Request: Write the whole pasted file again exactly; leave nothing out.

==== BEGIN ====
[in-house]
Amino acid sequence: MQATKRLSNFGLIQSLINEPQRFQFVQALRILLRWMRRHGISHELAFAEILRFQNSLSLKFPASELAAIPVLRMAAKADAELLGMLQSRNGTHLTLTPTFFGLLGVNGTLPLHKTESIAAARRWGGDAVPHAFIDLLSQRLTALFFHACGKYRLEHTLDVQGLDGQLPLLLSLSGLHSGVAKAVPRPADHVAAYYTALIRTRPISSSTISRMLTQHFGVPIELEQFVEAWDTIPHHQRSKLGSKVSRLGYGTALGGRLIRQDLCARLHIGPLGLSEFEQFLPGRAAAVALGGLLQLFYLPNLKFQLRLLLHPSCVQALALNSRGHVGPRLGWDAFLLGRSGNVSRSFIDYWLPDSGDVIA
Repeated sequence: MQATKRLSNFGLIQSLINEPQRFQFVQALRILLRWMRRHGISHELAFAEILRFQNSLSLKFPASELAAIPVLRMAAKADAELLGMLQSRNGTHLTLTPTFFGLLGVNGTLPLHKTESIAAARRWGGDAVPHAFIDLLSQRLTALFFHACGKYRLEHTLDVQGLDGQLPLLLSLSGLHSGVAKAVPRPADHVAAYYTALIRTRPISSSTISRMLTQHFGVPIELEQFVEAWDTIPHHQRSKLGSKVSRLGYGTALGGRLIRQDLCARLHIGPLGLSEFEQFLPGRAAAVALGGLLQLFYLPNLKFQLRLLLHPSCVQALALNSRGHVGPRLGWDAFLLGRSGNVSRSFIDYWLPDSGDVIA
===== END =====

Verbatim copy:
[in-house]
Amino acid sequence: MQATKRLSNFGLIQSLINEPQRFQFVQALRILLRWMRRHGISHELAFAEILRFQNSLSLKFPASELAAIPVLRMAAKADAELLGMLQSRNGTHLTLTPTFFGLLGVNGTLPLHKTESIAAARRWGGDAVPHAFIDLLSQRLTALFFHACGKYRLEHTLDVQGLDGQLPLLLSLSGLHSGVAKAVPRPADHVAAYYTALIRTRPISSSTISRMLTQHFGVPIELEQFVEAWDTIPHHQRSKLGSKVSRLGYGTALGGRLIRQDLCARLHIGPLGLSEFEQFLPGRAAAVALGGLLQLFYLPNLKFQLRLLLHPSCVQALALNSRGHVGPRLGWDAFLLGRSGNVSRSFIDYWLPDSGDVIA
Repeated sequence: MQATKRLSNFGLIQSLINEPQRFQFVQALRILLRWMRRHGISHELAFAEILRFQNSLSLKFPASELAAIPVLRMAAKADAELLGMLQSRNGTHLTLTPTFFGLLGVNGTLPLHKTESIAAARRWGGDAVPHAFIDLLSQRLTALFFHACGKYRLEHTLDVQGLDGQLPLLLSLSGLHSGVAKAVPRPADHVAAYYTALIRTRPISSSTISRMLTQHFGVPIELEQFVEAWDTIPHHQRSKLGSKVSRLGYGTALGGRLIRQDLCARLHIGPLGLSEFEQFLPGRAAAVALGGLLQLFYLPNLKFQLRLLLHPSCVQALALNSRGHVGPRLGWDAFLLGRSGNVSRSFIDYWLPDSGDVIA